Clothes in another part of the city
While the pupils at the newly re-opened school were being issued with their uniforms, very different clothes were being ordered and made not far away.
Ann Fanshawe was the daughter of Sir Crisp Gascoyne, a wealthy brewer with a business in Houndsditch, a house in Mincing Lane and a country estate in Essex.. Gascoyne was one of the people who helped to get the school re-opened, and was first Treasurer of the Cass charity. He was also a prominent City politician, and achieved his ambition of becoming Lord Mayor. When he did so, as he was a widower, his daughter Ann was his Lady Mayoress.
Then as now, Lord Mayors and Lady Mayoresses attended many social events, and doubtless Ann needed many new clothes to help her fulfil her role. One of her dresses is now in the Museum of London.
This is one of the mantuas that some of the girls from the Cass school would soon be learning to make. It is the very height of fashion for 1753, with the very wide “elbow hoops” that only the grandest ladies wore. This mantua is made of silk woven in Spitalfields – it contains 14 colours and four different kinds of silver thread. The design is brocaded – this is woven into the silk, not printed – and includes barley and hops to refer to Sir Crisp Gascoyne’s brewery business. So we can be sure the silk was a special order, and was extremely expensive. Remember that every stitch in the dress was made by hand, often through several layers of heavy silk.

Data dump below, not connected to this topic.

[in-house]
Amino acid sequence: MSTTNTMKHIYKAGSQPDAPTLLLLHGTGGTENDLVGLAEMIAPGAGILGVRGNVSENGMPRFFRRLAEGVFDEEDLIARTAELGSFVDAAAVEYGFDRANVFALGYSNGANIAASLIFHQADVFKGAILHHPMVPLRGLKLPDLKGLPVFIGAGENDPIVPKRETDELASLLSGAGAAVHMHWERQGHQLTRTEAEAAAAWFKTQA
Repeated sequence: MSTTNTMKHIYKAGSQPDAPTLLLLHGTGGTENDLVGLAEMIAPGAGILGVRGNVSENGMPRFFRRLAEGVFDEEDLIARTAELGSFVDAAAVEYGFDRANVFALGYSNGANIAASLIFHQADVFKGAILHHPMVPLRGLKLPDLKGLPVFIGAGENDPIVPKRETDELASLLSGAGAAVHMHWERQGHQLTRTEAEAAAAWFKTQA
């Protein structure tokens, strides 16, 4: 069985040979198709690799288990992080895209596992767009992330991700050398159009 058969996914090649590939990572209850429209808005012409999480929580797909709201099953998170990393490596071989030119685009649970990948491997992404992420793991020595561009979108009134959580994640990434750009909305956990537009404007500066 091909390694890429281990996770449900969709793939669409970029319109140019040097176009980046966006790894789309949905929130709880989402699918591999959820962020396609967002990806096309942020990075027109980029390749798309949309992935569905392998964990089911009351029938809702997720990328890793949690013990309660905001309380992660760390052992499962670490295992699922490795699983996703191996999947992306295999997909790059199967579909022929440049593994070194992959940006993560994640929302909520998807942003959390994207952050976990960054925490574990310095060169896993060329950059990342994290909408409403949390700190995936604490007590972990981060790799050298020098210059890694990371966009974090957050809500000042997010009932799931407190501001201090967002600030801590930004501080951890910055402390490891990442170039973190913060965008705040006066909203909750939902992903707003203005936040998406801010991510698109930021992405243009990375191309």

Ann is likely to have worn the mantua to an evening event, so the silver threads would have glittered in the candlelight. She may have had fine lace ruffles at her neck and elbows, and would almost certainly have worn an eye-catching and impressive necklace and earrings. Hair styles were fairly small and neat.
Sir Crisp Gascoyne would have worn a powdered wig whenever he went out. These were no longer the full, curly wigs of Sir John Cass’s day, but were white, smooth and with just a few curls over the ears and the back hair in a pony tail. For the kind of party for which the mantua was made, he would also have worn a long coat, an embroidered waistcoat, knee breeches, stockings and elegant high heeled shoes, all in fabrics just as bright and expensive as those worn by his daughter.